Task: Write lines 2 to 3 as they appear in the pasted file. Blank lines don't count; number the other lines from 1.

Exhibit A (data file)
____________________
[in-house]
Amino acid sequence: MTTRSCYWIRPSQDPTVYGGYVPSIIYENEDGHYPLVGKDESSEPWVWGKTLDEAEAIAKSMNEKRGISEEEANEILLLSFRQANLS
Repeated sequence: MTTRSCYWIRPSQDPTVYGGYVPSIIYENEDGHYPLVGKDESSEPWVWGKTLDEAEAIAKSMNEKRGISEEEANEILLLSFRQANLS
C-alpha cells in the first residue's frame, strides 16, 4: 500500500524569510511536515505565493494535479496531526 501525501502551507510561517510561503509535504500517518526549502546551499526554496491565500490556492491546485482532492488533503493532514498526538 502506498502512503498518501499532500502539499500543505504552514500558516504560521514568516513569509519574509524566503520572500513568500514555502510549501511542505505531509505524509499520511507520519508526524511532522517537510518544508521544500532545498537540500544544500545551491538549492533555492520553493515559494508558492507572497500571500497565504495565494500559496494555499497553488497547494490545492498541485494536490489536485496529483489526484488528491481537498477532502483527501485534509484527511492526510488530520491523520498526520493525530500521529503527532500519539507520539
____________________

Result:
Amino acid sequence: MTTRSCYWIRPSQDPTVYGGYVPSIIYENEDGHYPLVGKDESSEPWVWGKTLDEAEAIAKSMNEKRGISEEEANEILLLSFRQANLS
Repeated sequence: MTTRSCYWIRPSQDPTVYGGYVPSIIYENEDGHYPLVGKDESSEPWVWGKTLDEAEAIAKSMNEKRGISEEEANEILLLSFRQANLS